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JYMS : Journal of Yeungnam Medical Science

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Mok Jin Kim 2 Articles
Maternal Weight Gain Pattern and Birth Weight.
Mok Jin Kim, Ho Yeol Lee, Young Gi Lee, Yoon Ki Park, Doo Jin Lee, Sung Ho Lee
Yeungnam Univ J Med. 1998;15(1):135-142.   Published online June 30, 1998
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AbstractAbstract PDF
Maternal weight gain during pregnancy has been consistently associated with infant birth weight and pregnancy outcome. Our purpose was to determined the relationship between maternal weight gain pattern and birth weight. Consequently, maternal weight gain is monitored carefully and is encouraged during prenatal care in order to improve pregnancy outcome. Our study group included both 424 uncomplicated women and infant delivered at the Yeungnam University Hospital between 1993-1996. All recorded prenatal weight gain measurements were used to estimate maternal trimester weight gain, pattern of gain (based on low versus not-low gain at each trimester), and total gain at delivery. Multiple linear regression analysis was used to assess the relationship between these weight gain measurements and fetal birth weight. Each kilogram of maternal gain in the first, second, and third trimesters was associatedwith statistically related to the increase in fatal birth weight by 31.3, 19.0, and 24.5g, respectively. When compaired with the pattern of gain that was not low in any trimester, patterns with low gain in the first trimesters were associated with significant decreases in birth weight, but no important change in birth weight was seen for the group whose gains were not low in the first trimester. The results suggest that specific patterns of maternal weight gain, particularly weight gain during the first trimester, are related to fetal birth weight.


Citations to this article as recorded by  
  • Effects of Yoga during Pregnancy on Weight Gain, Delivery Experience and Infant's Birth Weight
    Eun Sun Ji, Kyoul Ja Cho, Hyun Jeong Kwon
    Korean Journal of Women Health Nursing.2009; 15(2): 121.     CrossRef
Values of Alpha-fetoprotein of Maternal Serum in Normal Pregnancy.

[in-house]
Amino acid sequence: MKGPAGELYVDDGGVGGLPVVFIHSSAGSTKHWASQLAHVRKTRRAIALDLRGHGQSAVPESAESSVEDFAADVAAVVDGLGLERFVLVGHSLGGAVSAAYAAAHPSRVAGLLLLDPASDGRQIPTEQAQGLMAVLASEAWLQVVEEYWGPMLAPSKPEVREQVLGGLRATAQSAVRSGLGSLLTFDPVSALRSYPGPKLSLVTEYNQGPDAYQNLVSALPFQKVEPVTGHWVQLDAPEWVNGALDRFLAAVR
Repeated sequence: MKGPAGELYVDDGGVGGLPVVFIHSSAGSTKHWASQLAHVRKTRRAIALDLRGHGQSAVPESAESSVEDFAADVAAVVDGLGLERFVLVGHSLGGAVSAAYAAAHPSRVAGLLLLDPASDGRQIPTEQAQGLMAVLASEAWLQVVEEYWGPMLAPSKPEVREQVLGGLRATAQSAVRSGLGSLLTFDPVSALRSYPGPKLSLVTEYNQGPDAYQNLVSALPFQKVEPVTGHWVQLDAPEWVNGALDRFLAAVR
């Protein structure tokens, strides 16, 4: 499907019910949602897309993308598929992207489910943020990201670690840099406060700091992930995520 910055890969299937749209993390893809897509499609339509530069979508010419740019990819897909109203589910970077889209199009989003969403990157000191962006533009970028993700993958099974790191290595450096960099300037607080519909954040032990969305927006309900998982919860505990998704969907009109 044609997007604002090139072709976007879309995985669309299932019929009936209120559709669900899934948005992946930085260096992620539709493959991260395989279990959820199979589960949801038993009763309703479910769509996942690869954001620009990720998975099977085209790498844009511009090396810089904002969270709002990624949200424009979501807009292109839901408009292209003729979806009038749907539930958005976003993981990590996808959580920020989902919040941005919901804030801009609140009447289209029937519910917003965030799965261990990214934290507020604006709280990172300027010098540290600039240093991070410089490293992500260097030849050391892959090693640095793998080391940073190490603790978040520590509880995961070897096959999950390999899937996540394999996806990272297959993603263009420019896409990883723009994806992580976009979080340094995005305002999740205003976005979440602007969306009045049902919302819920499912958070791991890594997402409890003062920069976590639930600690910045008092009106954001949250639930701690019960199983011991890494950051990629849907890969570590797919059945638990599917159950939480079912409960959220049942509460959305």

Mok Jin Kim, Kuk Sun Han, Jae Hong An, Jeung Ho Suh, Young Gi Lee, Yoon Kee Park, Tae Hyung Lee
Yeungnam Univ J Med. 1997;14(1):168-174.   Published online June 30, 1997
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  • 19 Download
AbstractAbstract PDF
Alphafetoprotein(AFP) is a glycoprotein synthesized by the fetus early in gestation by the yolk sac and later by the gastrointestinal tract and liver. The concentration of AFP is highest in fetal serum and amniotic fluid around 13th week, and 32nd week in maternal serum. Some conditions are associated with abnormal maternal serum AFP concentration. For examples, neural tube defects, omphalocele, renal anomalies are associated with elevated maternal serum AFP and fetal death, chromosomal trisomies are associated with low level of maternal serum AFP. So maternal serum AFP screening plays a significant role in assessing candidates for prenatal diagnosis and prenatal counselling in pregnant women. This study evaluates the normal ranges of AFP using enzyme immunoassay in normal pregnant women. We studied 500 normal pregnant women who visited the Department of Obstetrics & Gynecology, Yeungnam Medical Center, Yeungnam University during the period through January, 1993 to September, 1996. The group of the study were selected randomly at various gestational ages from 8 to 41 weeks. The results were summarized as follows: 1. The lowest level of AFP in our study group was 2.1ng/ml at 8 weeks of gestation. Thereafter serum alpha-fetoprotein concentrations rose rapidly to reach a peak value at 32nd week. 2. The mean levels of AFP in the primipara and multipara were 166.37+/-12.06ng/ml, and 223.78+/-14.00ng/ml, respectively, showing stastiscally significant difference between these two groups(p<0.01). 3. The mean levels of AFP between mothers who delivered male and female babies were 192.96+/-13.00ng/ml, and 194.29+/-13.84ng/ml, respectively, without statistically significant difference(p>0.05). 4. The normal ranges of maternal serum AFP according to each gestational week were evaulated.

JYMS : Journal of Yeungnam Medical Science